I am writing this letter as an act of faith in the destiny of our country. I desire to make a request which I make in full confidence that we shall achieve a glorious victory in the war we now are waging to preserve our democratic way of life.

My request is that you consider the merits of a young American youth of goodly heritage—Colin P. Kelly, III—for appointment as a Cadet in the United States Military Academy at West Point. I make this appeal in behalf of this youth as a token of the Nation’s appreciation of the heroic services of his father, who met death in line of duty at the very outset of the struggle which was thrust upon us by the perfidy of a professed friend.

In the conviction that the service and example of Captain Colin P. Kelly, Jr., will be long remembered, I ask for this consideration in behalf of Colin P. Kelly, III.
Old Ironsides and Operation Torch: The Army’s 1st Armored Division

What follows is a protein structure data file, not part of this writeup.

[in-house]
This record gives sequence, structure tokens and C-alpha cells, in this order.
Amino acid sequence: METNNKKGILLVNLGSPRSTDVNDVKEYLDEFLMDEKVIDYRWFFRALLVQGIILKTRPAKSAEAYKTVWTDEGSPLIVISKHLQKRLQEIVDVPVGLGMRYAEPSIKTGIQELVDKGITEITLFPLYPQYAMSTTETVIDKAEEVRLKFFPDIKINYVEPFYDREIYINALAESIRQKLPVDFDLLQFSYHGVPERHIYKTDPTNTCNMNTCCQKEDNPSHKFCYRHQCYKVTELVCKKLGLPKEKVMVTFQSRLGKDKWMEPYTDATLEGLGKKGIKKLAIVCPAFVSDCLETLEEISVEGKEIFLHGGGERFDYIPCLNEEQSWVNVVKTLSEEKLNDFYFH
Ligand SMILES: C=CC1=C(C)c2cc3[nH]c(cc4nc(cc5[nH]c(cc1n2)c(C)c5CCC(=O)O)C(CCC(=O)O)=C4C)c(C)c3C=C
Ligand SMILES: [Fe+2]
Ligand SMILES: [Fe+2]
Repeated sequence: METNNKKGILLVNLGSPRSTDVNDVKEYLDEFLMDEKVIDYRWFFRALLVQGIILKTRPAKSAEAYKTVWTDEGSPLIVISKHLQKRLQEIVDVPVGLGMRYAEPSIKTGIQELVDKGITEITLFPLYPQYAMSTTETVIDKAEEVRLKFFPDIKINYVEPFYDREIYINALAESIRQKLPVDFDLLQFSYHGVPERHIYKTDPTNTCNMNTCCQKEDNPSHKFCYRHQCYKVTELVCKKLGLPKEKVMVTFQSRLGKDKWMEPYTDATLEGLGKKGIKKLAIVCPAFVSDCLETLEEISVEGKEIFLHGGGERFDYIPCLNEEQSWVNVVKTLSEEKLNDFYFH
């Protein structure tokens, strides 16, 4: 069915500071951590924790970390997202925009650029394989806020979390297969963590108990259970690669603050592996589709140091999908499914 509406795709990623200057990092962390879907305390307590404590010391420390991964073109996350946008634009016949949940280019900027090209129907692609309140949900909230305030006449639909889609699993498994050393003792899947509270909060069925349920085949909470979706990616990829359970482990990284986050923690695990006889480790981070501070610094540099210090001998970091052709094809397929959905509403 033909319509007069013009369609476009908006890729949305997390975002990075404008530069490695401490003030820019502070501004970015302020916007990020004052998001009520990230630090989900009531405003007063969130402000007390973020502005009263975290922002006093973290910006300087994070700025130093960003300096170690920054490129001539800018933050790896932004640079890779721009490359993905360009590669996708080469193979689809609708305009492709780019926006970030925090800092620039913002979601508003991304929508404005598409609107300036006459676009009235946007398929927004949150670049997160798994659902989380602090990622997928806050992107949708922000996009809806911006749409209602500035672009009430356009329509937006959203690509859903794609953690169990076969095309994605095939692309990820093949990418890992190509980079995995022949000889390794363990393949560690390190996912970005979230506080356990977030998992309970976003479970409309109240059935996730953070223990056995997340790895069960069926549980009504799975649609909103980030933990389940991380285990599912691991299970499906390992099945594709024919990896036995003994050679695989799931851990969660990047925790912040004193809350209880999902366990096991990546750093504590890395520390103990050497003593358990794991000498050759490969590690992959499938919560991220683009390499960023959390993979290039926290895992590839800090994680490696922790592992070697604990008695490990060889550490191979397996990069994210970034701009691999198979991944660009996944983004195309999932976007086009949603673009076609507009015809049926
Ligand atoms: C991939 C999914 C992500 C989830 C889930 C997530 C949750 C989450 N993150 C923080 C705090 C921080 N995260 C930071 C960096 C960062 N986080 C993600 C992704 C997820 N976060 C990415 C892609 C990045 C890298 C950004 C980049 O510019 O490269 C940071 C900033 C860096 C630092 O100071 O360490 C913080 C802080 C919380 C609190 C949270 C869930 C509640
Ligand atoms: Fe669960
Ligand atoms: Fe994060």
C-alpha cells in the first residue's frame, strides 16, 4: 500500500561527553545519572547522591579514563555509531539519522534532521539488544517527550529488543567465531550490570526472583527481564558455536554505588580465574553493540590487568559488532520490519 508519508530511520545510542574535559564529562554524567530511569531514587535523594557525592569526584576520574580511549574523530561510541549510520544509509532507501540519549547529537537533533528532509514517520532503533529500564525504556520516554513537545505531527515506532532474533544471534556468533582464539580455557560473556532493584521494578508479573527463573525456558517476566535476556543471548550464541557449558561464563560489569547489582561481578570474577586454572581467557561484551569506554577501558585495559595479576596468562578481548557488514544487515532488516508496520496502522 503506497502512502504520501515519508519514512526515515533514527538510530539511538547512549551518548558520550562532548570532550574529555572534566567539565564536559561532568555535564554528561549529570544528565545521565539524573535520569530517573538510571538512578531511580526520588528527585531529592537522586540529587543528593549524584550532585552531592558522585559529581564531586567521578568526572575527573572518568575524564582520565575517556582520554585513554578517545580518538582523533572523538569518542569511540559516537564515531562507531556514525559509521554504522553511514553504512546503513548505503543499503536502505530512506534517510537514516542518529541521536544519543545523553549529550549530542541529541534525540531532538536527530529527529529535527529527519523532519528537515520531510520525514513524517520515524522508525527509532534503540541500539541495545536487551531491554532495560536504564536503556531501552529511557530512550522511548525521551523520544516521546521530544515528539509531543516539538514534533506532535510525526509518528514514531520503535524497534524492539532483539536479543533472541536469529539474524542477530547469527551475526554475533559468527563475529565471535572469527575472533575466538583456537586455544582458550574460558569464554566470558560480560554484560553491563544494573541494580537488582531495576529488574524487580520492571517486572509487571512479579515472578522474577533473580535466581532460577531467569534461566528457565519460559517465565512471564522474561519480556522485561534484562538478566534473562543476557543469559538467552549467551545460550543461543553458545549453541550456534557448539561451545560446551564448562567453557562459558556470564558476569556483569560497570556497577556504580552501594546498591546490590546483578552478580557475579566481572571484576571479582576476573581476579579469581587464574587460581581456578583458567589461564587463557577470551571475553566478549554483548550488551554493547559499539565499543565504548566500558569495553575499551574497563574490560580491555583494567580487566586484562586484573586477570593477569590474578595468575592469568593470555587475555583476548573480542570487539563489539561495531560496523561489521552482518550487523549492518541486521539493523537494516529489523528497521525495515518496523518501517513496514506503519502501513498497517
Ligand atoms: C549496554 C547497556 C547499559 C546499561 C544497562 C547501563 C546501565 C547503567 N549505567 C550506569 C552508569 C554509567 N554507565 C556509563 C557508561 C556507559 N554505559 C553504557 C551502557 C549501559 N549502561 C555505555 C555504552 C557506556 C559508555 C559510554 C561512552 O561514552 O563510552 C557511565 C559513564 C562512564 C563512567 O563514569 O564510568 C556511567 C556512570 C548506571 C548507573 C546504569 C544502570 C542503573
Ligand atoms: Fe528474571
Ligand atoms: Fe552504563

1956 just so happened to be Ike’s re-election year.

“Most people in my parents’ generation or a bit older or younger seem readily to remember being deeply touched by what President Roosevelt did for the infant son of the young pilot killed in the Pacific,” Colin Kelly III later wrote for the New York Times. “It was one of the first actions of F.D.R. as the wartime President, a special White House ceremony in which he personally signed the papers appointing me to the Academy.”

In 1956, that future President was President Dwight D. Eisenhower. Ike received FDR’s letter, read it, and honored the request of his Presidential predecessor – but Colin Kelly III didn’t accept the appointment, he decided to earn his place at West Point, competing with the other potential plebes and graduating in the class of 1963.